It is no secret that online review sites such as TripAdvisor can make or break hotels and restaurants, with bad reviews making people look elsewhere – and this has led one Blackpool hotel choosing to “fine” a couple £100 for their negative comments.
Tony and Jan Jenkinson from Whitehaven posted negative comments about Broadway Hotel on Tripadvisor after spending a night in the establishment and were shocked to later find an extra £100 charged to their credit card.
Broadway Hotel said that it had a policy of charging customers for posting negative reviews, which is made clear in their terms and conditions. The relevant section reads:
“Despite the fact that repeat customers and couples love our hotel, your friends and family may not. For every bad review left on any website, the group organiser will be charged a maximum £100 per review.”
While Broadway Hotel may claim negative reviews are rare, a quick look at their TripAdvisor page shows that this is very far from the case, with the hotel receiving an average of 2/5 stars.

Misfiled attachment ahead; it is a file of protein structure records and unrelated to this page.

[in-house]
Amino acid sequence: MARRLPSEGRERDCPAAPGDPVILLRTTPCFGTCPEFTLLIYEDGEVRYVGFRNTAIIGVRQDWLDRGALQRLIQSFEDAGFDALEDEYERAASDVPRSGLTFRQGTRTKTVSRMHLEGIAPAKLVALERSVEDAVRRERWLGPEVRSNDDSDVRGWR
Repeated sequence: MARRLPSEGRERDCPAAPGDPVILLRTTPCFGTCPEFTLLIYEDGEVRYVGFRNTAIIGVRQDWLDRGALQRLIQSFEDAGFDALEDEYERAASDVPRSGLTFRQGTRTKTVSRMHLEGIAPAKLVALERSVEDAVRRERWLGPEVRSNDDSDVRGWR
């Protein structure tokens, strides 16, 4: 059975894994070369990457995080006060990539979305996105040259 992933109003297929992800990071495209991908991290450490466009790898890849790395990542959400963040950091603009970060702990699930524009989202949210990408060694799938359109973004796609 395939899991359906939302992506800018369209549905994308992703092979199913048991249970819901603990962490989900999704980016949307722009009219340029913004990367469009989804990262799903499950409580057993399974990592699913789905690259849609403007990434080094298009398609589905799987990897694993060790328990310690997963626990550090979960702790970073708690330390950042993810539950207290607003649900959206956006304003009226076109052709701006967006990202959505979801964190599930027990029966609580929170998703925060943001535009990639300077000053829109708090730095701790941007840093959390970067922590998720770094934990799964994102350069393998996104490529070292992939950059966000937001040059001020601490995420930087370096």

Trading Standards are investigating the case and TripAdvisor made a statement, saying:
“While, thankfully, such instances are very rare, it is completely against the spirit and policies of our site for any business owner to attempt to bully or intimidate reviewers who have had a negative experience.
“Where we find evidence of a business doing so, we will take action to protect the integrity of our site.”
Review sites can be the target of “astroturfing”, where companies post fake positive reviews about themselves, as well as fake negative reviews posted by competitors. However, sites like TripAdvisor do try to weed out such fake claims to make sure they offer the most relevant information to their users.
While a £100 fine may be annoying (and possibly illegal) in this case, what is most amusing is that as information about the fees are published in the press, you can be certain that this negative publicity is worse than any review about a lack of parking and a plastic breakfast sausage.
Photograph by Amy Wardlaw